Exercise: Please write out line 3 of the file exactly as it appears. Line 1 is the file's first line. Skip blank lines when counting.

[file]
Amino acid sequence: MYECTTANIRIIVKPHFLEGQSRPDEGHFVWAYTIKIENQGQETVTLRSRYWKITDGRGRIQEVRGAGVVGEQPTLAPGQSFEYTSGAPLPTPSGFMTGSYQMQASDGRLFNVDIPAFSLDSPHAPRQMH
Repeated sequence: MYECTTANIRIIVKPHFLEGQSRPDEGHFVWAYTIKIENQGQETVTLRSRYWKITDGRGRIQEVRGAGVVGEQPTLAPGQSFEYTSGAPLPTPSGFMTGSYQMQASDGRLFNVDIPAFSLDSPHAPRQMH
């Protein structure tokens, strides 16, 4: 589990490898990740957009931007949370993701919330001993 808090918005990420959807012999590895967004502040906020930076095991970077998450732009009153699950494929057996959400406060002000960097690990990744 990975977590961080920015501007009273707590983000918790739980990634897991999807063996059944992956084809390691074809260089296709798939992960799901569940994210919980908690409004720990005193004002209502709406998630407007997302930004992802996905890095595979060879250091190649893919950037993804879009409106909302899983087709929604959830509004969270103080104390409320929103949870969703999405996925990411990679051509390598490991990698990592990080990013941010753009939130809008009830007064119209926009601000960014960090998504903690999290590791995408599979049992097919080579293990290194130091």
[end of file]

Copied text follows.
């Protein structure tokens, strides 16, 4: 589990490898990740957009931007949370993701919330001993 808090918005990420959807012999590895967004502040906020930076095991970077998450732009009153699950494929057996959400406060002000960097690990990744 990975977590961080920015501007009273707590983000918790739980990634897991999807063996059944992956084809390691074809260089296709798939992960799901569940994210919980908690409004720990005193004002209502709406998630407007997302930004992802996905890095595979060879250091190649893919950037993804879009409106909302899983087709929604959830509004969270103080104390409320929103949870969703999405996925990411990679051509390598490991990698990592990080990013941010753009939130809008009830007064119209926009601000960014960090998504903690999290590791995408599979049992097919080579293990290194130091």